Stella: What were your favourite books as a child?
Carrie: I had a Child’s Treasury of Verse that I poured over. It was pretty dreary stuff by today’s standards but I loved the smell and heft of it, the heavy cotton stitching across the spine and even a few of the poems, although I was very disappointed with myself for not being able to learn them off by heart.
Stella: Did you mostly study books by male or female writers at school? Did any particularly resonate?
Carrie: I don’t remember reading or studying any books at all at school. Can this be right? Perhaps I’ve blacked it out. I do remember borrowing Elizabeth Jolley’s Palomino from the local shire library when I was around fifteen. I thought it was going to be a story about pretty horses. It both terrified and excited me.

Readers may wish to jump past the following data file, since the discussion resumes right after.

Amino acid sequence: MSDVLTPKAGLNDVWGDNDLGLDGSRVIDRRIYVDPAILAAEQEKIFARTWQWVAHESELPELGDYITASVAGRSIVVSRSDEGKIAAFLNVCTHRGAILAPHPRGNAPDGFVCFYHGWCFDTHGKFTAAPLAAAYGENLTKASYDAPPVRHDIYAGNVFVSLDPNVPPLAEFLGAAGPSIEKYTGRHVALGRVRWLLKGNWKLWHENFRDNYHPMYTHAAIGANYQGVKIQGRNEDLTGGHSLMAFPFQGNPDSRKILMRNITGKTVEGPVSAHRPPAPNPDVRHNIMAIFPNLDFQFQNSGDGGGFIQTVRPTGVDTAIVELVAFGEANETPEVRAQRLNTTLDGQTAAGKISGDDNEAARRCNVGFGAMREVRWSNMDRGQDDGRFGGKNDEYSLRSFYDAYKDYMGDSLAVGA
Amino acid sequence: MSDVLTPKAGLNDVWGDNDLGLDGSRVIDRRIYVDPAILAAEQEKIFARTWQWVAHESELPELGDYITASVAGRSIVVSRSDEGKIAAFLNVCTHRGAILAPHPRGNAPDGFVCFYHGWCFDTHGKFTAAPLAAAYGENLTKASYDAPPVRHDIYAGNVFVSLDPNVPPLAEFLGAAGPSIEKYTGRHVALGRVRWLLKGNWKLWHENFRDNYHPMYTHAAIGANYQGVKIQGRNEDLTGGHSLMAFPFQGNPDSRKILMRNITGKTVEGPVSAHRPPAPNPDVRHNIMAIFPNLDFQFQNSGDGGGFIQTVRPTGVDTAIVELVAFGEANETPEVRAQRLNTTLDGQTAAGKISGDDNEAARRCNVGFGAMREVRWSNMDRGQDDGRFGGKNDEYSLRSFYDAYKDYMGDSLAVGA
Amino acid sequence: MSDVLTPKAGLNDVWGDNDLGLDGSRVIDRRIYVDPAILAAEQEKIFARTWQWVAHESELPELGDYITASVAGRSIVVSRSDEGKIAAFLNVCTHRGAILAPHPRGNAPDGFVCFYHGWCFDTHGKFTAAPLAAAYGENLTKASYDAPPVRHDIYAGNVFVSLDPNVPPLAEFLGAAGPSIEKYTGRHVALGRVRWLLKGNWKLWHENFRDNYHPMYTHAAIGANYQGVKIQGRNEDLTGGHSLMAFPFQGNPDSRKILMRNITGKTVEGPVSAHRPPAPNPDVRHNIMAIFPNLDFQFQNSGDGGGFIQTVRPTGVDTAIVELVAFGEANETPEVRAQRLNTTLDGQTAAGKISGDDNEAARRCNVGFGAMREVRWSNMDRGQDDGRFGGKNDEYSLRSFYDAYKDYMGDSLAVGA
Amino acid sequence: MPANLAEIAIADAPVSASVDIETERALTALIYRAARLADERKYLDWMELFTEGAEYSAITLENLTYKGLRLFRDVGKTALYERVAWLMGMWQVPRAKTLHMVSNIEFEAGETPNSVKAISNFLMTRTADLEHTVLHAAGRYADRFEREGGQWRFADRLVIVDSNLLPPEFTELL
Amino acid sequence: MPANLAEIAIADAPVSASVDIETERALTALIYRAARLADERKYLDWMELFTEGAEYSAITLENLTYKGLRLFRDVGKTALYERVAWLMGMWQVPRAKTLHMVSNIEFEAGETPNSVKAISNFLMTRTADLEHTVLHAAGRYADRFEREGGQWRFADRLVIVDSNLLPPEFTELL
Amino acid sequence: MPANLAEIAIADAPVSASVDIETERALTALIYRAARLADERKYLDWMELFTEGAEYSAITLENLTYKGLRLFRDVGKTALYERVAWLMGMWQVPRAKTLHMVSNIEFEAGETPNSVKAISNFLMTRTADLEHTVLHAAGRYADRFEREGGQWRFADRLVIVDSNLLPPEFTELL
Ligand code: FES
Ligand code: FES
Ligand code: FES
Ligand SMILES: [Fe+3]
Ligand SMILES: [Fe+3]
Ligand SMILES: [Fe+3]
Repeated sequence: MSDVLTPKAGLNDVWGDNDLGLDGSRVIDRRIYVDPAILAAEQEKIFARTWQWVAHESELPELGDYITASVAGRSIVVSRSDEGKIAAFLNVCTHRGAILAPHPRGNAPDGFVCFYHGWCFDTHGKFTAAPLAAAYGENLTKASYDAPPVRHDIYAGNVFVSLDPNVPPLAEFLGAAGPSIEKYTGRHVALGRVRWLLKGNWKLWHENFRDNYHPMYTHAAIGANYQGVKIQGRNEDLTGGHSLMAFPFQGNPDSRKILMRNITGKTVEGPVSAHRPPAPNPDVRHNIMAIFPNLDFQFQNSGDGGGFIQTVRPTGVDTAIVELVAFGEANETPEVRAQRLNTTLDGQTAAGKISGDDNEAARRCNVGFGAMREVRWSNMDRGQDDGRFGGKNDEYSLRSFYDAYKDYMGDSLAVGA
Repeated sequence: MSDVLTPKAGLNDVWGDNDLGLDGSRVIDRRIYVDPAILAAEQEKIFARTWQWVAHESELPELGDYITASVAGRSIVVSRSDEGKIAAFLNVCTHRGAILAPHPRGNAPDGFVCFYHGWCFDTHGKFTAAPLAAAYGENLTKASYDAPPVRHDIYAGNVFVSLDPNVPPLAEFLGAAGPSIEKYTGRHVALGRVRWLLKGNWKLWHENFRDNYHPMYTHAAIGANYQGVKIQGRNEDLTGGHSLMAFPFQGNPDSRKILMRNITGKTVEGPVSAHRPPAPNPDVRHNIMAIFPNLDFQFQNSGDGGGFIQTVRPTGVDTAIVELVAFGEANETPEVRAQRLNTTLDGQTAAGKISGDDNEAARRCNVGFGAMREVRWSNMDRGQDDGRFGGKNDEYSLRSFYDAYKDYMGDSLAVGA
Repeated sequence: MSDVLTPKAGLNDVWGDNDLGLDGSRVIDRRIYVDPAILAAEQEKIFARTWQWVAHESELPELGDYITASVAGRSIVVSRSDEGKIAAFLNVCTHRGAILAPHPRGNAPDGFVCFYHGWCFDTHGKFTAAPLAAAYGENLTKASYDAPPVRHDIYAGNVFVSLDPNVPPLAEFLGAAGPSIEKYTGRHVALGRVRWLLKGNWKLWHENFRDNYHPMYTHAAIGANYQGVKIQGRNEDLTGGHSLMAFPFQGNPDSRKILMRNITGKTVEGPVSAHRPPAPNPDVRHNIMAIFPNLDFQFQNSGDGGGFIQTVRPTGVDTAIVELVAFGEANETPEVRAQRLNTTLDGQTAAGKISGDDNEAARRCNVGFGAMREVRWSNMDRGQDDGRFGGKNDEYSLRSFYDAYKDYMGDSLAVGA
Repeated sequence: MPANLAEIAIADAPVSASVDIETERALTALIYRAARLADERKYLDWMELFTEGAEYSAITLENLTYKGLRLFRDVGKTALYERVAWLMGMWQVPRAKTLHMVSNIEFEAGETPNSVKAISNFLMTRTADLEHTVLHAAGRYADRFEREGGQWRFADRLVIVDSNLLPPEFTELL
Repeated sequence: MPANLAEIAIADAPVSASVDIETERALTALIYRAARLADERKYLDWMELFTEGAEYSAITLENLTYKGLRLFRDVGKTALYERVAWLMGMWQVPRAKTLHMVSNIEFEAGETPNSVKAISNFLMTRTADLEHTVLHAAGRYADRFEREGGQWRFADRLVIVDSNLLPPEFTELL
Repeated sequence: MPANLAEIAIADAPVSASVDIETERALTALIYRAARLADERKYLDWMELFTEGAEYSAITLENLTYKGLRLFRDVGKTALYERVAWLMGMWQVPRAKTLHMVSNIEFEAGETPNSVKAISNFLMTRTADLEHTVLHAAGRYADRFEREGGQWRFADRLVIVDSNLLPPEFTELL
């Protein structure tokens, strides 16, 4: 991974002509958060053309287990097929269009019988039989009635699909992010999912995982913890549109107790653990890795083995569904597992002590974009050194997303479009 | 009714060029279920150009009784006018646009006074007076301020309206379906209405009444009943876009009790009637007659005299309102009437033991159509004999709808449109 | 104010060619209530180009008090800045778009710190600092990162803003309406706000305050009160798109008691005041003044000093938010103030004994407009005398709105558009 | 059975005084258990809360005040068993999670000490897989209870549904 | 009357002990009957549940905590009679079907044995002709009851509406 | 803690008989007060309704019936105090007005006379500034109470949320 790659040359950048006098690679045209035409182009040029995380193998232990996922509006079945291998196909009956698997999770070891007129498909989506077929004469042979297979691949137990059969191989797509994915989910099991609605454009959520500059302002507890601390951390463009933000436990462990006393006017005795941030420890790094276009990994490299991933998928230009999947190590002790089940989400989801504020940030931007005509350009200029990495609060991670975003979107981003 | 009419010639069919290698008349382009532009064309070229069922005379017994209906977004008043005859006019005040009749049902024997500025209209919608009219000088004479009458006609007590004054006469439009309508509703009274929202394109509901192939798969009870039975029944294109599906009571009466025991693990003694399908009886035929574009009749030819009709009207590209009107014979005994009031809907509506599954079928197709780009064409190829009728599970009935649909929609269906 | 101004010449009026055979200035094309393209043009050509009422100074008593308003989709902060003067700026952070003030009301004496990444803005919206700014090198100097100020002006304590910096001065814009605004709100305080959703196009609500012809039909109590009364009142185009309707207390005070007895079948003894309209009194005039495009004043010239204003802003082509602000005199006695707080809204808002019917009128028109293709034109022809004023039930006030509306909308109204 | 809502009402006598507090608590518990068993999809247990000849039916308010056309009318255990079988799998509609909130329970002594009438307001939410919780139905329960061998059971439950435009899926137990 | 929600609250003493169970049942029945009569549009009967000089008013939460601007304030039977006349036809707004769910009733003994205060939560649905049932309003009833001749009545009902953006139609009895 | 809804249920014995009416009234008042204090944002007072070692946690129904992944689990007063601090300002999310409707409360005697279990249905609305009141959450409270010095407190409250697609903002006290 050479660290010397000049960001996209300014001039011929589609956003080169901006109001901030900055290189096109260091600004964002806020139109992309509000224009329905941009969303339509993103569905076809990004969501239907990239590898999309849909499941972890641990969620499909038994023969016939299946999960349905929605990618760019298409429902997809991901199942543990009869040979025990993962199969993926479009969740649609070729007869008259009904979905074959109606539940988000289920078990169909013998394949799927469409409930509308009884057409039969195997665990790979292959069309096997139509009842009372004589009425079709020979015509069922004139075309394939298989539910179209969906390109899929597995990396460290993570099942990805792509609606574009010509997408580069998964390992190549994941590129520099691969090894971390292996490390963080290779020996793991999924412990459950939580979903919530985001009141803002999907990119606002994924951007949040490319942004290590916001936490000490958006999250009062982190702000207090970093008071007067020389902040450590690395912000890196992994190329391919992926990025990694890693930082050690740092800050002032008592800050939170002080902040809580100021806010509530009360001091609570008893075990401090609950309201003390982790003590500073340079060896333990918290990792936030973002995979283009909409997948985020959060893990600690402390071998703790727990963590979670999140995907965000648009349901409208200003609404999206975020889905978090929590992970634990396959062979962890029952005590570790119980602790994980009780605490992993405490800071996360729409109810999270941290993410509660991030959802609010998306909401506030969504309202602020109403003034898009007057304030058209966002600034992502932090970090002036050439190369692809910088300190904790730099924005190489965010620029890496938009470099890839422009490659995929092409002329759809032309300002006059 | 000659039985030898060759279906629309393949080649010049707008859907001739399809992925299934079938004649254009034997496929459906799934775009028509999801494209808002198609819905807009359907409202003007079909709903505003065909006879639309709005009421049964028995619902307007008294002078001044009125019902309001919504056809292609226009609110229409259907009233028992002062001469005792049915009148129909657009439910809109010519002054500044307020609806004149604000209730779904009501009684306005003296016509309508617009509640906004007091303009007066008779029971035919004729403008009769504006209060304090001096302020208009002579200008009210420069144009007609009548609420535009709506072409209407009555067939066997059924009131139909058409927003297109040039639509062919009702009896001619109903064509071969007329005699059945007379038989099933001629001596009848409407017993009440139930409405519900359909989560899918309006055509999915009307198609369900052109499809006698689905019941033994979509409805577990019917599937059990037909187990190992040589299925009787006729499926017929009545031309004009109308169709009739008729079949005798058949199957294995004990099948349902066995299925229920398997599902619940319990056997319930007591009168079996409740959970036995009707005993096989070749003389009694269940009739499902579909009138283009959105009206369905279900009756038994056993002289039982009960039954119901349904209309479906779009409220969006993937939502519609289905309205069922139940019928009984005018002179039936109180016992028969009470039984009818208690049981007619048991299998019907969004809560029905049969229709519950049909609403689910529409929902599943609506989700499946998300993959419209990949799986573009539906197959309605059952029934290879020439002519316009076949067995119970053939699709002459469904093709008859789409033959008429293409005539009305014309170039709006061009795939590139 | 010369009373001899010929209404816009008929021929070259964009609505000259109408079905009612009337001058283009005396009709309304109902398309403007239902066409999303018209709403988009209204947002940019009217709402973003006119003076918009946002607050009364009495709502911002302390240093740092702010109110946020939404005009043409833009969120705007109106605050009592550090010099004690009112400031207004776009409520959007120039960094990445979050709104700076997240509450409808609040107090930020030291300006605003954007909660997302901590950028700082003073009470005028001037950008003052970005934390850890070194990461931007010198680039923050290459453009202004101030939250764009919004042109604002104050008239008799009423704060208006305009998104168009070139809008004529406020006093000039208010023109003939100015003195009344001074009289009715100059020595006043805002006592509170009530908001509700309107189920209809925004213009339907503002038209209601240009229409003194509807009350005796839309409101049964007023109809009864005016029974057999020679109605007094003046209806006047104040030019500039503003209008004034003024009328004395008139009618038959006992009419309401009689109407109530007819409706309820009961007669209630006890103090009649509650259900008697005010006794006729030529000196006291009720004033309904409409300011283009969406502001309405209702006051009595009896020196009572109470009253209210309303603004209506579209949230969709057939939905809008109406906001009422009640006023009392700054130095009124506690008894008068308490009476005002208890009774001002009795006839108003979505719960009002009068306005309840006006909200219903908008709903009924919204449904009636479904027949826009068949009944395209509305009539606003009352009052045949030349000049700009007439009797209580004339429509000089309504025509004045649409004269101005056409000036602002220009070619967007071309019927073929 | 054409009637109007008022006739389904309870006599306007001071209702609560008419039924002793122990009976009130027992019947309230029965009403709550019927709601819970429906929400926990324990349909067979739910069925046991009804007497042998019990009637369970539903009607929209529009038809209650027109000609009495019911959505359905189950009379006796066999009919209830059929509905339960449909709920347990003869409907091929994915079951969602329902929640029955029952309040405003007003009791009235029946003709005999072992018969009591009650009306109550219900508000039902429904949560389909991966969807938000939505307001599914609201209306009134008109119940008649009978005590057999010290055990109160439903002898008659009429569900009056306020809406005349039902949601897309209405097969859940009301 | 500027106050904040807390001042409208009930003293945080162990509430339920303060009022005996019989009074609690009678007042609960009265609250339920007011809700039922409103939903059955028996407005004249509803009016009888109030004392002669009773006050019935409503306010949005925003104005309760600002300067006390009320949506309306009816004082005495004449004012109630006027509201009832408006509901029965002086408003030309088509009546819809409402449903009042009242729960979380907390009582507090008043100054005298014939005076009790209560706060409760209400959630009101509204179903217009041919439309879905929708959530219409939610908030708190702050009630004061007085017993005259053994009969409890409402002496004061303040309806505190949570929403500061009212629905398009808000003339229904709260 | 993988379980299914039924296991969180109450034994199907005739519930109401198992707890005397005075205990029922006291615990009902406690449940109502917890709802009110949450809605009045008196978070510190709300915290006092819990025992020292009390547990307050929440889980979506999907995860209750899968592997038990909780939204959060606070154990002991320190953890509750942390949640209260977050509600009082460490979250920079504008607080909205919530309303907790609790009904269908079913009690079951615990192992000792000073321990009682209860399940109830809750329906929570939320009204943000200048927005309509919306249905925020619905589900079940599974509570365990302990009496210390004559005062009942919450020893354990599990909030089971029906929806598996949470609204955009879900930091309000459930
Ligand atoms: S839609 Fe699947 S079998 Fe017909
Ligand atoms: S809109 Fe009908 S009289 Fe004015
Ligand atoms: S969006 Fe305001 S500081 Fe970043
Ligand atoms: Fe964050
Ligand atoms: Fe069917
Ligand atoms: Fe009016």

Stella: How did your interest in reading and writing develop over time?
Carrie: I read what was around me as a child – my mother’s Georgette Heyers, a few leather-bound Dickens that we brought with us from the UK. When I moved to the Northern Territory to work as a park ranger in my early twenties I did a lot of reading. I joined the library in Alice Springs as a remote reader and books were sent out to me on the tourist buses.
Stella: Is there a book you think all young people should read?
Carrie: There’s no canon and nor should there be. There’s a lot of stumble and chance involved in finding your books. Reading is an intimate process of discovery.
Stella: What is advice would you give to young aspiring writers?
Carrie: Read. Read avidly. Read ardently. Read widely.